The IRGC has also said that Iran may close the Strait of Hormuz in the Persian Gulf — through which nearly one-third of all oil traded by sea pass — if it is prevented from using the waterway.

The US began its military build-up in the strategic waters in the 1980s in support of former Iraqi dictator Saddam Hussein, who had launched a deadly war on Iran.

In 1988, USS Vincennes shot down an Iranian passenger plane, which had just taken off from the southern Iranian coastal city of Bandar Abbas. The attack killed all 290 on board using two missiles. US officials later claimed their warship had mistaken the jetliner for an attacking Iranian F-14 plane

Washington’s military build-up in the Persian Gulf prompted Iran’s defense forces to boost their presence in the strategic waters to counter potential American acts of aggression.

The history of the IRGC’s maritime presence has seen it confronting and capturing trespassing British and American marines.

Iran’s Islamic Revolution Guards Corps (IRGC) holds offensive-combat drone exercises in the Persian Gulf region, involving dozens of RQ-170 stealth unmanned aerial vehicles (UAVs) that Tehran has manufactured based on a model of a US Sentinel drone it captured unharmed in 2011.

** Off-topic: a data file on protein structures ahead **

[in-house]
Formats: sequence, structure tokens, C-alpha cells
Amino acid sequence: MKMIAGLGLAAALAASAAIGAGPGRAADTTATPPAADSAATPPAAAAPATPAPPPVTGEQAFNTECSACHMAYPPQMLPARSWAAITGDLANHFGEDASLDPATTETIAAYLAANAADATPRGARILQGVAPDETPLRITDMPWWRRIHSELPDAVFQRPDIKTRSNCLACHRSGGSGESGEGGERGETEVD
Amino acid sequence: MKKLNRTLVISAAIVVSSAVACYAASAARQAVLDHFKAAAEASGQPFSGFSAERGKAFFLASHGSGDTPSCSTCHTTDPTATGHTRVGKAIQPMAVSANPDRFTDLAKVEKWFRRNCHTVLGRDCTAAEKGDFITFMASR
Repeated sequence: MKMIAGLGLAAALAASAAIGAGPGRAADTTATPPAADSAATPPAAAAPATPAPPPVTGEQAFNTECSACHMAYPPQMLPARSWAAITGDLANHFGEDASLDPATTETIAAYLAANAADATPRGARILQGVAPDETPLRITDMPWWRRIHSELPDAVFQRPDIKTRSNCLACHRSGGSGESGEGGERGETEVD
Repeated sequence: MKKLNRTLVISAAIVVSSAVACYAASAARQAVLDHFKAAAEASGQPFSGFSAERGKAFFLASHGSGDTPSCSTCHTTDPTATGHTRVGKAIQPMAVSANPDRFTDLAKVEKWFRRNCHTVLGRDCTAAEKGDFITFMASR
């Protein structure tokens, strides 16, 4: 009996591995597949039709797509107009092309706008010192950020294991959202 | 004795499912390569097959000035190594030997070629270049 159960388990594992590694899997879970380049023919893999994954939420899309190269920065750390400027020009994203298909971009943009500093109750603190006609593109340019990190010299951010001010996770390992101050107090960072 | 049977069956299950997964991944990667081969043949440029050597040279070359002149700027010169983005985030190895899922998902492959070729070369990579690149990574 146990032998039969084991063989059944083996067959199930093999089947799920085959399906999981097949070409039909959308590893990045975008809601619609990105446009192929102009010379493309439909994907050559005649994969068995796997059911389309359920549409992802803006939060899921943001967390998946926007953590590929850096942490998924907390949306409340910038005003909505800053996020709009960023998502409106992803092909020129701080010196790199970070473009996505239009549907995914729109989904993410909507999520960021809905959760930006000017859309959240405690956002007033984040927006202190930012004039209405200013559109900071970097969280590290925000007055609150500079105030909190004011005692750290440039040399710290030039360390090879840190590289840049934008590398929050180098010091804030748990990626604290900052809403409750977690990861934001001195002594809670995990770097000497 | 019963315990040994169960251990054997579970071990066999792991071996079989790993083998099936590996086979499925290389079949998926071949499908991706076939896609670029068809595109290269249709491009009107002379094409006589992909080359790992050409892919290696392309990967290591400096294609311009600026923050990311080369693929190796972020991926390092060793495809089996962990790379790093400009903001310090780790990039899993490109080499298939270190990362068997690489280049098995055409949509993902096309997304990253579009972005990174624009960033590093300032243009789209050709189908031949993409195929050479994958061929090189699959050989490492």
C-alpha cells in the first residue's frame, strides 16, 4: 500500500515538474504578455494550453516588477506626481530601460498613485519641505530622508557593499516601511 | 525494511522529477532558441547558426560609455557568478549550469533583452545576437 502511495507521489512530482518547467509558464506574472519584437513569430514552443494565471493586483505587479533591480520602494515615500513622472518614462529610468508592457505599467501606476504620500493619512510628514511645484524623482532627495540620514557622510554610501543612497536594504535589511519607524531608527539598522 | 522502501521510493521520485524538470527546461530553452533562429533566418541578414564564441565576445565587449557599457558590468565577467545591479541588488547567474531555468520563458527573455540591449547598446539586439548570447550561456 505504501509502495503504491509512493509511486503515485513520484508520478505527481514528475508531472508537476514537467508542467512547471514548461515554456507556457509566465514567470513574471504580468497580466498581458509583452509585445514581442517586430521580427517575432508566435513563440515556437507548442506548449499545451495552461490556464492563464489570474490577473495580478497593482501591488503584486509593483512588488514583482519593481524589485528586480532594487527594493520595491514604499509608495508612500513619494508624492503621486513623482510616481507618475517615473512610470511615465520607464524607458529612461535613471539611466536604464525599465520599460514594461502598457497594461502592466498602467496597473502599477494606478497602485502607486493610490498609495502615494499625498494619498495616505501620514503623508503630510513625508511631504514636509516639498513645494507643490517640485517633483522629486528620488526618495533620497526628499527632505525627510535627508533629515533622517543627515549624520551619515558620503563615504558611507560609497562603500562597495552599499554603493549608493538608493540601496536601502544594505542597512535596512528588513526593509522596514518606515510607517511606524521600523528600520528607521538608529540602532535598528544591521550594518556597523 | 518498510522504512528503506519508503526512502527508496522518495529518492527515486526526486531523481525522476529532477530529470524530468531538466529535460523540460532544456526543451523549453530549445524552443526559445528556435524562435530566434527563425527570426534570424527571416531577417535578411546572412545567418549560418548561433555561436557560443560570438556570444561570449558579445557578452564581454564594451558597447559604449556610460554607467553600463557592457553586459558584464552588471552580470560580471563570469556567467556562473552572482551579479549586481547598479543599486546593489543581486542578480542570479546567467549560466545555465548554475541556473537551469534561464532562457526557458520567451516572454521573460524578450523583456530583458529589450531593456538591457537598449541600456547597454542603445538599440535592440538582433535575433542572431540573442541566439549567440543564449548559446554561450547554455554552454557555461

The massive drills, dubbed ‘Towards al-Quds 1,’ were staged by the IRGC’s Aerospace Division in the general range of the Persian Gulf, with senior military officials in attendance, Sepahnews reported on Thursday.

Different types of “offensive and combat” drones, including 10 Iran-built RQ-170s, took part in the maneuvers.

It is the first time that the Armed Forces test the performance of such a high number of offensive drones during a combat-offensive operation, which saw the aircraft fly simultaneously at a distance of over 1,000 kilometers from the hostile targets before approaching and striking them at a specific time.

“Sanctions bore fruit,” Brigadier General Hossein Salami, the IRGC’s second-in-command said ironically while commenting on the military exercises.